The ASCO OSIG program is ideal for students interested in public health, education, research, and leadership (read more about this program). Here, I have created a list of some of the benefits and opportunities available to students as part of the OSIG!

Some of the benefits of joining an OSIG group for medical students and young trainees:

  1. Become a better doctor by increasing your knowledge and learning from oncologists, leaders, and others about cancer care.
  2. Connect with your fellow students, faculty, and the global oncology community.
  3. Promote public health and raise awareness about cancer.
  4. Volunteer in outreach activities.
  5. Be a leader and challenge yourself.
  6. Put ideas into action.
  7. Inspire youth in your community and start initiatives to promote healthy lifestyles.
  8. Access resources and support funds from ASCO.
  9. Present your research and view presentations given by your fellow medical students and residents at the ASCO Annual Meeting’s Medical Student & Resident Abstract Forum. Thanks to ASCO, this unique opportunity was online this year!
  10. Expand your skills and experience in different fields, such as marketing, social media, and finance. Everybody is welcome to join!

Although my term as co-president is over, the progress and hard work will continue. I am volunteering to mentor the incoming ASCO OSIG team and help ensure the sustainability of this group for the upcoming years. Special thanks to ASCO, especially Ms. Natalie Holloway from the Professional Development team who provided me with great support from day one. I am very grateful for my co-president/co-founder, Tarek, whose determination and leadership were key to the success of our group. I would also like to thank our faculty supervisors, my fellow colleagues who participated and contributed their time and energy, and everyone who supported this initiative.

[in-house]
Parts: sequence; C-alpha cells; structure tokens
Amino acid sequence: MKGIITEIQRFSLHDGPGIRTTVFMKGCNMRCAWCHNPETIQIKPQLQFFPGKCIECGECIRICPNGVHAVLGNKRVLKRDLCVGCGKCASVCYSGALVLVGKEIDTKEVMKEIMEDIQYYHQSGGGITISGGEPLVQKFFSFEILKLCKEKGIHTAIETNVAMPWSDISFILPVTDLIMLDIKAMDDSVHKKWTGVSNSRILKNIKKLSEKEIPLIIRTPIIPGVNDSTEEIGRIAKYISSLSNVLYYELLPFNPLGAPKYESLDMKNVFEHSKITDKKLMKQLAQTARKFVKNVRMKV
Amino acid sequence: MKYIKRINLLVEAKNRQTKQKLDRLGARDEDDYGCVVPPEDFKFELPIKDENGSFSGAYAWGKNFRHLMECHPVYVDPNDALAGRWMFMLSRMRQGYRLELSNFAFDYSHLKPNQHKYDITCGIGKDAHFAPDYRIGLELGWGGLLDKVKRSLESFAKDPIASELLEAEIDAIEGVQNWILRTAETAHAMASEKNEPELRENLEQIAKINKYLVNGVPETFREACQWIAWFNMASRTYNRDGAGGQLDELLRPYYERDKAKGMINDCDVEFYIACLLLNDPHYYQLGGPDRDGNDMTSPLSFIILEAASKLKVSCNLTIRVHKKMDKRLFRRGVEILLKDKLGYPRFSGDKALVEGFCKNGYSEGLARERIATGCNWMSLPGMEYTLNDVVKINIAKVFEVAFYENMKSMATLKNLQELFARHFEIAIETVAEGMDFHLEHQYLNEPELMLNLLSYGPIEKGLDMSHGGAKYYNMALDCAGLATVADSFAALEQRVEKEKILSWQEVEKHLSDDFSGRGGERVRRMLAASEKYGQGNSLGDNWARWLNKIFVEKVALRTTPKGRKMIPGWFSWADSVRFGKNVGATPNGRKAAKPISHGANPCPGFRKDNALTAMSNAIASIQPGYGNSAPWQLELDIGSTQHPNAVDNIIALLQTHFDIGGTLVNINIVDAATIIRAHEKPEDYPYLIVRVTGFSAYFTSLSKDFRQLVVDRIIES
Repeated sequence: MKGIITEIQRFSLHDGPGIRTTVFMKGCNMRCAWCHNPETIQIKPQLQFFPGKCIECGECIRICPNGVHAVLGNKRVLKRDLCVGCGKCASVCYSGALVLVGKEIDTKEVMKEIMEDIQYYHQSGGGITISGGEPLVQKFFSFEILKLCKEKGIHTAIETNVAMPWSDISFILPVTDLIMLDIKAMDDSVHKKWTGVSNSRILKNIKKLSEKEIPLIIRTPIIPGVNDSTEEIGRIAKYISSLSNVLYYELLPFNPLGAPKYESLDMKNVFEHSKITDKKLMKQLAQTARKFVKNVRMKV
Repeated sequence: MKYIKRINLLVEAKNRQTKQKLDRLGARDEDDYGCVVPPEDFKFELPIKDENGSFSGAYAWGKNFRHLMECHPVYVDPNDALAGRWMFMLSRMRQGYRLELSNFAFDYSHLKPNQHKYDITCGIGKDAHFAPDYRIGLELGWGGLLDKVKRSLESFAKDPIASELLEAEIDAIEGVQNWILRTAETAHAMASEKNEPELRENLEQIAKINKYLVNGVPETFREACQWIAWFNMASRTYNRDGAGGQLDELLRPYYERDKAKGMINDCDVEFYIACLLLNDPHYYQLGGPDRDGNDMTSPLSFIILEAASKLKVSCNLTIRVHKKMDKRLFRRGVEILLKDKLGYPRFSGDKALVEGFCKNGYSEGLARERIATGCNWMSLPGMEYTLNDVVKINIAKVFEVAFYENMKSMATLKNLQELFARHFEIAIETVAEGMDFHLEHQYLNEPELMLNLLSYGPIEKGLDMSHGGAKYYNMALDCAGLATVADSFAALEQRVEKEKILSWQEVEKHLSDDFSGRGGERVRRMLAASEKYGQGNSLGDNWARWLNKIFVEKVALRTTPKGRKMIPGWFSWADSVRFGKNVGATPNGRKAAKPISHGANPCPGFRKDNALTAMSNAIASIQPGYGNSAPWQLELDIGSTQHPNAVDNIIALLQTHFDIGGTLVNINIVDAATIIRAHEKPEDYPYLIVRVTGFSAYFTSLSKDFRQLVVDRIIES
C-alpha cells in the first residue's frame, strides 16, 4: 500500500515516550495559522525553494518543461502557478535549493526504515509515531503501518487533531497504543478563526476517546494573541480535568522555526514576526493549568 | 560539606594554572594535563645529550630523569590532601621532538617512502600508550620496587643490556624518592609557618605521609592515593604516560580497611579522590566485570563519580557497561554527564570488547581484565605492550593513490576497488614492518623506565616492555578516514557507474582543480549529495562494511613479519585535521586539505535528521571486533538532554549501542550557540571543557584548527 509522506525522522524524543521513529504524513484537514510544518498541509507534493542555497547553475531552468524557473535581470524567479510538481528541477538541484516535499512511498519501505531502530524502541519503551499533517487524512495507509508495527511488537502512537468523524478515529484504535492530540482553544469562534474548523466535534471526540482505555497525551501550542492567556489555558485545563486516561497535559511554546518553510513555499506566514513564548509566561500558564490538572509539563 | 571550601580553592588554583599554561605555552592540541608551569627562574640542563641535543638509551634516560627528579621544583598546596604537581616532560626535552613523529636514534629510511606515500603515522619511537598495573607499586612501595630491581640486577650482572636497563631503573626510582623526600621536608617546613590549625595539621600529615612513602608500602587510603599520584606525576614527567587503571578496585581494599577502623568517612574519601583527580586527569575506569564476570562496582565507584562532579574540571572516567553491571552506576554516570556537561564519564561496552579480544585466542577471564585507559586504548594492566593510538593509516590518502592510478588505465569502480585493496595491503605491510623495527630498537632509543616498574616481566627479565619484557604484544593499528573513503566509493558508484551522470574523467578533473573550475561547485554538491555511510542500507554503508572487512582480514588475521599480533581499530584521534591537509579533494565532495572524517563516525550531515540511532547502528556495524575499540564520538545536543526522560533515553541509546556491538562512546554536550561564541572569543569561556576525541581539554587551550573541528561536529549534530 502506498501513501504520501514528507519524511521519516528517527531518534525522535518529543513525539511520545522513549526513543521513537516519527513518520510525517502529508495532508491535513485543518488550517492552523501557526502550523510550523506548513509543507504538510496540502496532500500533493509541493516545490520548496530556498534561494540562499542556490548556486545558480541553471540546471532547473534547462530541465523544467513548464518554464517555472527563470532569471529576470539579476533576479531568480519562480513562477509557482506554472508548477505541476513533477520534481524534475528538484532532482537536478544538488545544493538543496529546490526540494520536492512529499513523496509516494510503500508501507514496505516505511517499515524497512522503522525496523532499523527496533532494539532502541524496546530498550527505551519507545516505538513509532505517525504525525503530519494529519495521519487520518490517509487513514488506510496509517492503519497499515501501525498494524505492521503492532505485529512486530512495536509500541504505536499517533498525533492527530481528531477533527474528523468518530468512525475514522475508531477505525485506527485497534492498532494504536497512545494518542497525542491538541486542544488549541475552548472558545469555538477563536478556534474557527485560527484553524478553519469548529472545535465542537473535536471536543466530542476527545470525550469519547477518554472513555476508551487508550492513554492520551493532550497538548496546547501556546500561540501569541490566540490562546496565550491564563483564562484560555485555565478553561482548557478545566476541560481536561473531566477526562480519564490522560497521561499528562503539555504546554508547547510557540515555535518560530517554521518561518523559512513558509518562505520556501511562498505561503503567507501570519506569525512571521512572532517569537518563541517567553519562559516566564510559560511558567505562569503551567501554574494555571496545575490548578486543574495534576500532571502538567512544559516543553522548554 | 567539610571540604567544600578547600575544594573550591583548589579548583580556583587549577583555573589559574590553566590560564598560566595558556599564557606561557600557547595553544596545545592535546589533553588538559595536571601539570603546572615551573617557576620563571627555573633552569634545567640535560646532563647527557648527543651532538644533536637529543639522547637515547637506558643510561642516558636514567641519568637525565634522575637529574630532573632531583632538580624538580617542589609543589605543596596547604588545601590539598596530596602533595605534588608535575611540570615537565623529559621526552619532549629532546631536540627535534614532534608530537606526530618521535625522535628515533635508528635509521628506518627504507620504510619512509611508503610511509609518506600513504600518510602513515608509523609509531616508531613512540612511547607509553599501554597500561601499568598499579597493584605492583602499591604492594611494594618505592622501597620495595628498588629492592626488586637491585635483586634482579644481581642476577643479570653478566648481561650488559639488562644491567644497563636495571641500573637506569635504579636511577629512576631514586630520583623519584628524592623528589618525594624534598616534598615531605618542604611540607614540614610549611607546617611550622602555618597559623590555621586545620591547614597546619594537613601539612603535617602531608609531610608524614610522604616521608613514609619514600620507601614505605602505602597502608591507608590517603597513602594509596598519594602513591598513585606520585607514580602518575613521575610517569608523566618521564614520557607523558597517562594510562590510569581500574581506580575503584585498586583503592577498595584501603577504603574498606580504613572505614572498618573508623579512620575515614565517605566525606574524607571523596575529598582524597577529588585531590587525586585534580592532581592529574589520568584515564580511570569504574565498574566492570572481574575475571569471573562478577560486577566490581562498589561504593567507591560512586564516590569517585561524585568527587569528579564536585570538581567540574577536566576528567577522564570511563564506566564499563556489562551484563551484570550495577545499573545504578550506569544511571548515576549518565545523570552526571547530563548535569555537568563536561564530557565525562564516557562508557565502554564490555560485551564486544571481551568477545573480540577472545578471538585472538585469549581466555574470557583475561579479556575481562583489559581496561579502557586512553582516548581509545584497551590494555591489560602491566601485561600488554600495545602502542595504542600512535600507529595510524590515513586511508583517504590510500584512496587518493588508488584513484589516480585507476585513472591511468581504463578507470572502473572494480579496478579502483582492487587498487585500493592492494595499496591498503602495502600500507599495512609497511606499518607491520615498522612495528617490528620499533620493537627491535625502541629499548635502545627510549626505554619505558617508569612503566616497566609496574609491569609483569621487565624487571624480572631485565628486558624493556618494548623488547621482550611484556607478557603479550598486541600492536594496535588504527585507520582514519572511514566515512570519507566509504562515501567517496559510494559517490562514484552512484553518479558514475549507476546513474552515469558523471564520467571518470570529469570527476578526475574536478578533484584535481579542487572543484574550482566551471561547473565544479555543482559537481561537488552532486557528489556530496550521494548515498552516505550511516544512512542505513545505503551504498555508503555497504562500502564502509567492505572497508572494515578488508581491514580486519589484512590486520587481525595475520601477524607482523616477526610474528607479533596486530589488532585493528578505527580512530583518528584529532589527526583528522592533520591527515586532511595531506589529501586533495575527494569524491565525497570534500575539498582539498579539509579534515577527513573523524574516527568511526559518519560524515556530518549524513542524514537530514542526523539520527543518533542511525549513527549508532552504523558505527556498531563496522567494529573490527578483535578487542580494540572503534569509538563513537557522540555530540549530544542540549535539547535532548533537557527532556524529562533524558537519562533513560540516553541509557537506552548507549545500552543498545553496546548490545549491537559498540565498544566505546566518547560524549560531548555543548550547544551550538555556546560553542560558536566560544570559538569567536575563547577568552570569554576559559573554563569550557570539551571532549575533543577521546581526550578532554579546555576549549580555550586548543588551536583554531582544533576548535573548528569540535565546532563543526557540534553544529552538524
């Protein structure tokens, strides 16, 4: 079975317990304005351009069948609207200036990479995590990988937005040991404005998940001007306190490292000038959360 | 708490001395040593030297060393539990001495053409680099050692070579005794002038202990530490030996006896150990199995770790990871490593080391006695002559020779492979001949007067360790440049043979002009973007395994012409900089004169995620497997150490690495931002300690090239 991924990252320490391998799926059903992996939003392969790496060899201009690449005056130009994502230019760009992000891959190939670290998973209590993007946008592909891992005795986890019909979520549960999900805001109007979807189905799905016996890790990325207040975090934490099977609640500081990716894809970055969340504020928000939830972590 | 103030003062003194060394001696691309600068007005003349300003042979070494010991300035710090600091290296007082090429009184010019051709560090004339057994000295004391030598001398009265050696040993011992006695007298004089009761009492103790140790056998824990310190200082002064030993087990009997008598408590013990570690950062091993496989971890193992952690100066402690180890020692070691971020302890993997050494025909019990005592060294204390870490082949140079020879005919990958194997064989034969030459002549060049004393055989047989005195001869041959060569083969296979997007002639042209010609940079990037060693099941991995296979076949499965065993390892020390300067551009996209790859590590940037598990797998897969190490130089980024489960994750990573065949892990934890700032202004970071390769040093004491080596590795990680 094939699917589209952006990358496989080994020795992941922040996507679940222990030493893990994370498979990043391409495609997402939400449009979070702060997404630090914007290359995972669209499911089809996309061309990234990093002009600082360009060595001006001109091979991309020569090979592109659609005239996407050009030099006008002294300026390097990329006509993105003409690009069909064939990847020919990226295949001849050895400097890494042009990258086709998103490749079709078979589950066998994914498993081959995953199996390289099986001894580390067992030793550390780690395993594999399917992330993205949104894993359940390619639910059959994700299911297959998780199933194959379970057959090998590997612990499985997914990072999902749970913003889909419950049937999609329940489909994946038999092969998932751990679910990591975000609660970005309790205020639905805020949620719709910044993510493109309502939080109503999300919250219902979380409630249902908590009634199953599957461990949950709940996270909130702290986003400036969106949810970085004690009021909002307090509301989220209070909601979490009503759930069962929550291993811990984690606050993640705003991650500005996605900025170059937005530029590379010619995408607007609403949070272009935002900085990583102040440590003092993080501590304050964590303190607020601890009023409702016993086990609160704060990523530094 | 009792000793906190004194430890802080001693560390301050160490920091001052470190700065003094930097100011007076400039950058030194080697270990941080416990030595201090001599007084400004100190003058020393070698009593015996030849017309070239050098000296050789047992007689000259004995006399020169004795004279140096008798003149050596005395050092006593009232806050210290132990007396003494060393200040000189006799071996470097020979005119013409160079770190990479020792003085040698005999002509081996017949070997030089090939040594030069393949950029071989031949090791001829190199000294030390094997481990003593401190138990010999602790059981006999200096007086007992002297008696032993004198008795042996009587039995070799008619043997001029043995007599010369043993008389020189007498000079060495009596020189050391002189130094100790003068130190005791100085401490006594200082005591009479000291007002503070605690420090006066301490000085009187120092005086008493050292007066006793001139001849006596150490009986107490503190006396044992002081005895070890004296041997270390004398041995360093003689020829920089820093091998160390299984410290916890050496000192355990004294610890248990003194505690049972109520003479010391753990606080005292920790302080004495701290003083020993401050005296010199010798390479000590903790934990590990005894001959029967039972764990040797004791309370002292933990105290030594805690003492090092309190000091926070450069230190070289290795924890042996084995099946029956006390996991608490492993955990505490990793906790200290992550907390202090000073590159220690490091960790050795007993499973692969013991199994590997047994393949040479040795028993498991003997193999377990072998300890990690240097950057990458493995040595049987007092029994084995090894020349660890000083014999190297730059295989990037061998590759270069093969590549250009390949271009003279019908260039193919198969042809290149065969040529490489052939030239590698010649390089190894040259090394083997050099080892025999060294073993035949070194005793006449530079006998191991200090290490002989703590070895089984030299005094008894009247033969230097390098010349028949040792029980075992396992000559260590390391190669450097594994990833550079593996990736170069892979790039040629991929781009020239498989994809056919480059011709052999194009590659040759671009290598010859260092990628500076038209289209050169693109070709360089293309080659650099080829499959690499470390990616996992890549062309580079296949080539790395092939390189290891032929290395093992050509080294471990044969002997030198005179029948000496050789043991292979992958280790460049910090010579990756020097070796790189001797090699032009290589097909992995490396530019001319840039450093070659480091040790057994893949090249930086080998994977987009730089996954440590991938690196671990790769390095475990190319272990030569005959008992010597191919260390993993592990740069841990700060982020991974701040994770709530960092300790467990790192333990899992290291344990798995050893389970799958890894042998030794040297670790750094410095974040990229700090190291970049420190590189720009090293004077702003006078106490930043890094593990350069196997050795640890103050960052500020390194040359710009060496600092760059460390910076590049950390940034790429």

I hope that more students consider joining an oncology student interest group at their faculty, and lead initiatives that can have a lasting impact on patients with cancer and their families. Let’s conquer cancer one step at a time.

Ms. Kanan is a final year medical student/intern at Bahçeşehir University School of Medicine in Turkey. She served as the co-founder and co-president of the ASCO OSIG at her faculty and currently volunteers as a mentor. She is highly interested in pursuing a career as an oncologist and researcher. Follow her on Twitter @duaakanan21. Disclosure.


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Doug H.M. Pyle, MBA

Oct, 28 2020 10:41 AM

Congratulations to you and your colleagues for what you have accomplished already. Thank you for making ASCO a part of your experience and your work.

Duaa Kanan, BSc

Nov, 09 2020 9:55 AM

Thank you very much for your comment. I appreciate it.